BATAVIA, Ohio (AdAge.com) -- Procter & Gamble Co. is betting consumers will fork out $45 amid a deep recession for a vastly improved way to whiten their teeth at home -- Crest Whitestrips Advanced Seal -- by convincing them the reasons they stopped using whitening products or never tried no longer apply.
On one hand, history is on P&G's side. It won a similar gambit during another recession, when the original Crest Whitestrips launched in 2000. But eight years and $1 billion in marketing spending later, success this time means winning back the millions who've tried the product and never repeated, and winning over some of the nearly 100 million who want to whiten their teeth but have never tried.
To do so, P&G plans to spread the love. It's touting Advanced Seal's four-layer design, which molds to and stays on teeth even when you're drinking, talking or kissing. In addition to the usual big-budget TV effort via Saatchi & Saatchi, New York (its closing effort, as the account is shifting to sibling Publicis), P&G is planning some steamy online makeout sessions and an extensive partnership that includes a product placement in next month's film "He's Just Not That Into You."
The company is also launching a 3-D website, kissmein3D.com, via Digitas. It's planned to go up Jan. 30, and visitors will be able to select mild or steamy kisses to watch. The surprise ending is that the couple are wearing Advanced Seal Whitestrips. Rather than distributing its own 3-D glasses, P&G hopes to capitalize on those in circulation from a spate of recent movies and SoBe's 3-D Super Bowl commercial.
P&G will tread on some other risky turf, as it positions Advanced Seal against far costlier dental services to get consumers to pony up for the new product in a recession -- justifying the $45 outlay by pitching it as a relative bargain to the $500 it costs to whiten teeth at the dentist.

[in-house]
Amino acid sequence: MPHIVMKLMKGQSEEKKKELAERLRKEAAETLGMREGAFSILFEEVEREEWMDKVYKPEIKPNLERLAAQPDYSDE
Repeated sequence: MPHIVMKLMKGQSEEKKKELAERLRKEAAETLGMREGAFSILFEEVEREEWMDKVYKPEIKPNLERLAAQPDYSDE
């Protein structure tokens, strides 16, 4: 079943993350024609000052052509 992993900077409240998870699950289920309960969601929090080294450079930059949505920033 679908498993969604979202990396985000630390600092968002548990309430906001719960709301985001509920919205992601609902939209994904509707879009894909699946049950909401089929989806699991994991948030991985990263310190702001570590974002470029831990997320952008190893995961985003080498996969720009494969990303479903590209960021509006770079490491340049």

One of the biggest barriers to expansion of the category, once the hottest thing in package goods but stagnant in recent years, is the belief that the products don't work, said Sunny Jain, associate marketing director for Crest whitening at P&G.
"So we're making the claim that this product whitens comparably to products you find at the dentist," Mr. Jain said. He hastened to add that P&G is trying to make a point about efficacy, not take business away from dentists, who've been crucial to building the Crest brand for generations.
"The consumers willing to pay $500 have actually told us they wouldn't be interested in buying this product," he said, adding that comparable performance or not, Advanced Seal takes more than a week, compared to an hour or two at the dentist.
Hot 3-D kisses online are aimed at debunking another consumer objection: that at-home whitening is too time-consuming or disrupts routines. The site is meant to demonstrate you can do about anything you normally would while wearing improved Whitestrips. "It's more of a torture test that someone will be having a hot kiss with a strip on," Mr. Jain said.
The original Crest Whitestrips were also priced at about $45, though they've since come down to $19.99, with various premium flankers priced somewhere between that and Advanced Seal.
Like eight years ago, P&G has used extensive word-of-mouth in advance of this launch, including distribution of samples last summer through shopping-party program Shecky's Girls' Night Out and distribution late last year of 2,500 samples through Facebook, which has yielded hundreds of favorable comments.
All that aside, however, P&G has spent more than $1 billion on all forms of marketing, including lots of TV and print, for Whitestrips in the past eight years, he said, while competitors have spent another $200 million to $300 million. Yet only about 60 million of the 160 million Americans who are interested in whitening their teeth have bought products to do so, Mr. Jain said. And of those, only about 14 million are repeat users, accounting for about 20 million transactions annually, according to P&G research.
Winning about 10% of the 50 million or so lapsed users and 5% of the would-be whiteners on the sidelines could "explode the category," he said, adding 10 million to the existing base of repeat users. The category could use some fireworks, having plateaued at about $300 million in annual sales in all channels in recent years, Mr. Jain said.